Alumni include television football pundit Mark Lawrenson;[15][16] Chief Associate Director of the Royal Shakespeare Company, Gregory Doran;[17][18] author of The Wardstone Chronicles Joseph Delaney;[19] creator of the Bash Street Kids and Minnie the Minx Leo Baxendale;[20] and Archbishop of Liverpool Patrick Kelly.[21] The 1950s footballer Eddy Brown taught at the school after his retirement from the game.[22]

In 2010 the school was being sued by a former pupil over allegations of abuse.[23] The Jesuits were held liable for the abuse of Fr Michael Spencer and the claimant was awarded £55,000 damages. Other contemporaries have also brought sex abuse claims against the Jesuits.[24]

Winckley Square Convent School[edit]

The former convent school, pictured in 2007

In 1875, the Society of the Holy Child Jesus formed a girls' convent school from the merger of its three convent schools, St. Walburge's of 1853, St Mary's of 1871 and English Martyr's of 1871. The new school was at 23 Winckley Square, the former home of Thomas Batty Addison, once the Recorder of Preston. As the school grew, it came to fill the whole block between the streets of East Cliff and Garden Street, reaching a peak of 850 pupils in 1962. In 1978 it suffered the same fate as the neighbouring Catholic College, the site closing in 1981. The buildings are now used as offices and a Paul Heathcote restaurant.[25]


  1. ^ Sartin, p.43
  2. ^ Hunt, p.173
  3. ^ Garlington, p.10
  4. ^ "History" > "Peel Statue" at Winckley Square accessed 11 December 2007
  5. ^ Garlington, p.13
  6. ^ Hunt, pp.173–175
  7. ^ Google Maps at
  8. ^ Garlington, p.72
  9. ^ Hunt, p.175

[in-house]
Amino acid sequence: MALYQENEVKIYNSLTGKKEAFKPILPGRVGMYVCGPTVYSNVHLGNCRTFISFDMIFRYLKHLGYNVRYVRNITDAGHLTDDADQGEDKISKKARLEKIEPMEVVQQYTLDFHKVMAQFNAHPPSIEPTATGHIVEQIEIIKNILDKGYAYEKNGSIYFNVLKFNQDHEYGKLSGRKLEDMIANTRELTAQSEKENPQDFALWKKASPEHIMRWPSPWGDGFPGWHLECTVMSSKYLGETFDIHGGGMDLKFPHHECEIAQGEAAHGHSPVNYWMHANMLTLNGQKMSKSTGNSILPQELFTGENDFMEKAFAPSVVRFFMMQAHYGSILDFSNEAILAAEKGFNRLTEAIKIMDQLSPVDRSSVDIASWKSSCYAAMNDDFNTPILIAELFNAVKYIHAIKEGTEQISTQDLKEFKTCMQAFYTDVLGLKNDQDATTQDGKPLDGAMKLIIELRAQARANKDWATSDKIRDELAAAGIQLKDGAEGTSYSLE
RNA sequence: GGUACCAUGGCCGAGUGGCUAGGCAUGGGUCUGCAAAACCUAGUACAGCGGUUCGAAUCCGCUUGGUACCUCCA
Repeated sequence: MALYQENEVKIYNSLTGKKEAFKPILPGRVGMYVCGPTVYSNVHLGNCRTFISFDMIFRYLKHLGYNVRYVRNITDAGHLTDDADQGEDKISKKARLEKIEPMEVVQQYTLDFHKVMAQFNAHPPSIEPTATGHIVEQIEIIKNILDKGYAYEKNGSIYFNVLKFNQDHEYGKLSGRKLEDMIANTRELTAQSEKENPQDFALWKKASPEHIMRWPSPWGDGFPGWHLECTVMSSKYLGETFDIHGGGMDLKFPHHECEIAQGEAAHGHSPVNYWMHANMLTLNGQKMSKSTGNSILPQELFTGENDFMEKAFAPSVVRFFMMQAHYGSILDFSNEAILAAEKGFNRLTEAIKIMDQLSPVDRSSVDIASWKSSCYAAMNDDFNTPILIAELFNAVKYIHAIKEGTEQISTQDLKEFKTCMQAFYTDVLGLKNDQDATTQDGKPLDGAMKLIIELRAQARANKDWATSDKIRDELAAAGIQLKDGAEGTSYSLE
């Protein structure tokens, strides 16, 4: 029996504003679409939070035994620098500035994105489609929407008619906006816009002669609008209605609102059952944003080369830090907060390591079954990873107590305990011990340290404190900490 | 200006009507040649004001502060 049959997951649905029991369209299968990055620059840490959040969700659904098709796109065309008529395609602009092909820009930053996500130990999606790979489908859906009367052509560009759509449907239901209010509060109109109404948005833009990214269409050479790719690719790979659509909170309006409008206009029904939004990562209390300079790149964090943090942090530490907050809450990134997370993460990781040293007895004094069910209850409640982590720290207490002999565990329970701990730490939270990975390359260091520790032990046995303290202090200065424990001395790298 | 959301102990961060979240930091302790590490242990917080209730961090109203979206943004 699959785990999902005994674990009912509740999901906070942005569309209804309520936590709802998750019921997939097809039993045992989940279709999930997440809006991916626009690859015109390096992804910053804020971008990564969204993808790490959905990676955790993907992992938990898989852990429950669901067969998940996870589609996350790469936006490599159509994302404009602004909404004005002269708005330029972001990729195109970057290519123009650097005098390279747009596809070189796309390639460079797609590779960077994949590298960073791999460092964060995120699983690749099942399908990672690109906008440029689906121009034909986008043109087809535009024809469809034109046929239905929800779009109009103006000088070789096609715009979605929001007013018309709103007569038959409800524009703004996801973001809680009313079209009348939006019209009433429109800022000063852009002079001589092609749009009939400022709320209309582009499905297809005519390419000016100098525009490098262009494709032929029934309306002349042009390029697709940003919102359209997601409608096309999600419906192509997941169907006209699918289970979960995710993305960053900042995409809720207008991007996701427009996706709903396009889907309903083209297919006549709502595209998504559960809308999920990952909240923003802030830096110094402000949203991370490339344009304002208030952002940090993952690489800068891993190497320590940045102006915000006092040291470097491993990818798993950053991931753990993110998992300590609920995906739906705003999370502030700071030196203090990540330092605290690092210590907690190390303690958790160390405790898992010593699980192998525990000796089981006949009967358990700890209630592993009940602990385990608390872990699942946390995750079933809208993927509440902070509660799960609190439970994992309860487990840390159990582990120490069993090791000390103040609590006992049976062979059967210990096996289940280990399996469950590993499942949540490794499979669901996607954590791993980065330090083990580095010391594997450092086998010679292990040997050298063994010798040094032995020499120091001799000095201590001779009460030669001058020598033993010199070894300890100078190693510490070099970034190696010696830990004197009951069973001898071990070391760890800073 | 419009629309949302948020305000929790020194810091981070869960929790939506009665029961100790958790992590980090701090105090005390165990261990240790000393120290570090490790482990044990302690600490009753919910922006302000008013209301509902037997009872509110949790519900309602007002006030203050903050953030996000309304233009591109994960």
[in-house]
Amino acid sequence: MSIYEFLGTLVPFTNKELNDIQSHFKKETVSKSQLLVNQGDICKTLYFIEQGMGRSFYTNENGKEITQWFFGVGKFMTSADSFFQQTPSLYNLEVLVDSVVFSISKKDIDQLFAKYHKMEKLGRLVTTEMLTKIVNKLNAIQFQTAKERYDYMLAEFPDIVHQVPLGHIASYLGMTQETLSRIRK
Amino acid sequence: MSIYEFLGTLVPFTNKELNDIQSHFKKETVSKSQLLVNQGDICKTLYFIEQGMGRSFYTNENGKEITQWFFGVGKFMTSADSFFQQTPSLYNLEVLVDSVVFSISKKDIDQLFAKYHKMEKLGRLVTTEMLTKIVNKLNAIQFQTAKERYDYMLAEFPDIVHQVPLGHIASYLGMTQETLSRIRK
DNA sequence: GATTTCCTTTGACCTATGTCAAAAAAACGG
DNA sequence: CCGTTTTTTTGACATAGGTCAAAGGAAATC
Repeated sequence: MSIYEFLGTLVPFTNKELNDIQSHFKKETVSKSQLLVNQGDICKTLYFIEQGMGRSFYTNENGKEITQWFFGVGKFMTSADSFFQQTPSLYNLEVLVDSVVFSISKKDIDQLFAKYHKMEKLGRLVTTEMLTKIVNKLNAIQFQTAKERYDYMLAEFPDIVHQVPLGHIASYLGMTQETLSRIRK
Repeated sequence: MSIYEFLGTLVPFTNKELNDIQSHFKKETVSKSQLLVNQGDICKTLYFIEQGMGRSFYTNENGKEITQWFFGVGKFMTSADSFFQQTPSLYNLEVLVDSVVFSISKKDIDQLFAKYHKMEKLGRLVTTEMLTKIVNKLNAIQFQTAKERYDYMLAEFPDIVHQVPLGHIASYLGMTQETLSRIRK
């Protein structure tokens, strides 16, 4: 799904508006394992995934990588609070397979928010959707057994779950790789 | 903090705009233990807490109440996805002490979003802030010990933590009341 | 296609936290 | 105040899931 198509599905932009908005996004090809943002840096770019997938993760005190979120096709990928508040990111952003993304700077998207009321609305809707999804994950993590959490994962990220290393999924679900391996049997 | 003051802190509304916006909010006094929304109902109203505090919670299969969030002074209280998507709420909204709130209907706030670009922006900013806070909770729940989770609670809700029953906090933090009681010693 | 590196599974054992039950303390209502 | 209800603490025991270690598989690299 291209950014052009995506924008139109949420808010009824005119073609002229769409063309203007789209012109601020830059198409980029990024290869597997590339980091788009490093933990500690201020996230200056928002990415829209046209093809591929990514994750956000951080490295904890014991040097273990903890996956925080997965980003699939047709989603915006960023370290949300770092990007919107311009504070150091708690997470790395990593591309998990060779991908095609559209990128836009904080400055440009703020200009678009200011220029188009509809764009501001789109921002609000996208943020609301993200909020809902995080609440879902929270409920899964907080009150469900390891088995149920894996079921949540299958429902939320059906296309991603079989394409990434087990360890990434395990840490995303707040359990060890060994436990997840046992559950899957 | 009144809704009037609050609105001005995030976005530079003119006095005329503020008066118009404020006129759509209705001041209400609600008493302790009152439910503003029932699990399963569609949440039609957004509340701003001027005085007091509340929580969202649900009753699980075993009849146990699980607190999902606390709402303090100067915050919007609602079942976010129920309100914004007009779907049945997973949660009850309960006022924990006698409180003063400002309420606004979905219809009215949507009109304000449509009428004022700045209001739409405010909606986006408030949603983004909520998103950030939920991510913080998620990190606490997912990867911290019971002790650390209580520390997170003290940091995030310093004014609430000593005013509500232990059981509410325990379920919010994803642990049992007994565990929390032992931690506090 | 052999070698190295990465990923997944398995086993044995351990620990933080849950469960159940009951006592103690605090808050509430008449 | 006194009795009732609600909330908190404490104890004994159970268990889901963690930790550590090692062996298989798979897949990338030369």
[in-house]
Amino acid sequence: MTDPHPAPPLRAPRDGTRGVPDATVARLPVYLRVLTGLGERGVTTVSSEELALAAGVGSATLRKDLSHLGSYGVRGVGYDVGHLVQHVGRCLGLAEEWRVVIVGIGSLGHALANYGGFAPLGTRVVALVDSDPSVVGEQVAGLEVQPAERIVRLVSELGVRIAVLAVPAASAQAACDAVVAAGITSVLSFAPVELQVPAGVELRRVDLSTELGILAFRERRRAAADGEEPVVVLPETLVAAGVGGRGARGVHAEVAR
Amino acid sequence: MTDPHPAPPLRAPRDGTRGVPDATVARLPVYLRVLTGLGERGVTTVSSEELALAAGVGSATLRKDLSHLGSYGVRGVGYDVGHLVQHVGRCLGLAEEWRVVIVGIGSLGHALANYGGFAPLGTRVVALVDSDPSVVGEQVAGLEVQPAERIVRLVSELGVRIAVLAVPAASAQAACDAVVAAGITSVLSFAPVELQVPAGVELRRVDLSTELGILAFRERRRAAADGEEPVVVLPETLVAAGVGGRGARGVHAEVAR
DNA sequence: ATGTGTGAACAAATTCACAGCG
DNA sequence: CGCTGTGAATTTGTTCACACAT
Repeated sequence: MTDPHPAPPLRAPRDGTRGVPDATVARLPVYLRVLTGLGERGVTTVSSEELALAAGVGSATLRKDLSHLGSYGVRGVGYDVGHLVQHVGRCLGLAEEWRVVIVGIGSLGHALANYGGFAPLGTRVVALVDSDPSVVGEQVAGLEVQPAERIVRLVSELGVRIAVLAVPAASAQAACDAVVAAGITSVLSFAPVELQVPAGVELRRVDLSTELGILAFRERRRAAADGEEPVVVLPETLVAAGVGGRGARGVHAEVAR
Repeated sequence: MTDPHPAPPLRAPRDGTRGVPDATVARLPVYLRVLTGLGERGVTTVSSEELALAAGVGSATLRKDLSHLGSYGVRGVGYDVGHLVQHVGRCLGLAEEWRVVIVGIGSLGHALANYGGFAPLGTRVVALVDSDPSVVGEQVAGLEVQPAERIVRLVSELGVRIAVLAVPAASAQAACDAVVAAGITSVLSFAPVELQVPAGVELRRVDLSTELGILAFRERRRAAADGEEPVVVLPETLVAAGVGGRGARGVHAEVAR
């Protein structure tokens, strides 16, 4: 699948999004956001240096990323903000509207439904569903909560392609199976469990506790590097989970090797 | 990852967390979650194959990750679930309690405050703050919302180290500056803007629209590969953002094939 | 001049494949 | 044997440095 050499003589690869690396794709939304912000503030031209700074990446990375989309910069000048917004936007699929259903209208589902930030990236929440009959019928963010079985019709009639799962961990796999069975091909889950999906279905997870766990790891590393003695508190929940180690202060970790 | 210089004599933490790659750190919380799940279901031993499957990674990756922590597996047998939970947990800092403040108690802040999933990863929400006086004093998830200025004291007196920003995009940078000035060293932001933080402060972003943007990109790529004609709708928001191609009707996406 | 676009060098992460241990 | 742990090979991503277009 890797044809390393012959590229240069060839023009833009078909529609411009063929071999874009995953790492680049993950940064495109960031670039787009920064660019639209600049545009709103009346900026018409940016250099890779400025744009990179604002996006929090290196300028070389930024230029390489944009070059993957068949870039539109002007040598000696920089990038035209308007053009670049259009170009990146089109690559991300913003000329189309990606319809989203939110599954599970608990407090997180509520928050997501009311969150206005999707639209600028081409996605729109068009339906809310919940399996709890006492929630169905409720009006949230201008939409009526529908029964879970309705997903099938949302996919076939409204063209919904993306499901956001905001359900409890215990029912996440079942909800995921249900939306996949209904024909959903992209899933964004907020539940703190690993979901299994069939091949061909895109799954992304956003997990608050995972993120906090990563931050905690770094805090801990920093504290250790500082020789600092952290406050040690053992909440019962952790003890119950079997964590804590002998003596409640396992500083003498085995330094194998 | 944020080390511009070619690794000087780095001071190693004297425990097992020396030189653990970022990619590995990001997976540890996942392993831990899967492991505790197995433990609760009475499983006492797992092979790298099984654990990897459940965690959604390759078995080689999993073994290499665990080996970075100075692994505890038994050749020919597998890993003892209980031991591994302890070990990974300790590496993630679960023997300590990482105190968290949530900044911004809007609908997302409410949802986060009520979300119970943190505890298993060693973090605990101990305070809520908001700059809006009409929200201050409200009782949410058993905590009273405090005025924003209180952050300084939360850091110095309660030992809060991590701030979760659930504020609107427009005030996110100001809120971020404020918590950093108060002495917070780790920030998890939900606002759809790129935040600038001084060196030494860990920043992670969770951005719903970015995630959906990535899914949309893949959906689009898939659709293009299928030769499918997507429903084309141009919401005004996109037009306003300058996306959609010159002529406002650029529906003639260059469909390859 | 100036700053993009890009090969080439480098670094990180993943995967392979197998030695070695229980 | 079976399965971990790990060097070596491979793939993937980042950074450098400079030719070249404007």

10. ^ "Federick Dale Banister". Retrieved 10 February 2013. 
  11. ^ Garlington, p.73
  12. ^ Preston Catholic College Magazine, 143, January 1973, p.15
  13. ^ Garlington, pp.76–77
  14. ^ Sartin, p.42
  15. ^ Ross, D. (2002) "Mark Lawrenson; Confessions of a soccer", The Independent, London, 27 May 2002, accessed online 27 November 2007
  16. ^ Jones, M. (2004), "Exclusive: My Catholic School Hell by Lawro", Sunday Mirror, London, 23 May 2004, accessed online 27 November 2007
  17. ^ "Gregory Doran" in A Dictionary of the RSC by Simon Trowbridge, accessed 27 November 2007
  18. ^ "Othello: The Director" on the RSC website, accessed 27 November 2007
  19. ^ "Joseph Delaney", Preston City Council website, accessed 24 October 2009
  20. ^ Baxendale, Leo (1989), On Comedy: The "Beano" and Ideology, Reaper Books, ISBN 978-0951327715 extract on line accessed 10 June 2012
  21. ^ Elson, P (2009), "Archbishop Patrick Kelly reflects on 25 years of sweeping change", Liverpool Daily Post, retrieved 6 May 2009
  22. ^ "The Big Interview: Eddy Brown", Lancashire Evening Post, Preston, 14 July 2003, accessed 13 July 2007
  23. ^ Riazat Butt (27 August 2010). "Catholic church using time limit to suppress child abuse cases, says lawyer.". The Guardian. Retrieved 27 August 2010. 
  24. ^
  25. ^ Garlington, pp.80–84


External links[edit]

Coordinates: 53°45′22″N 2°42′07″W / 53.756°N 2.702°W / 53.756; -2.702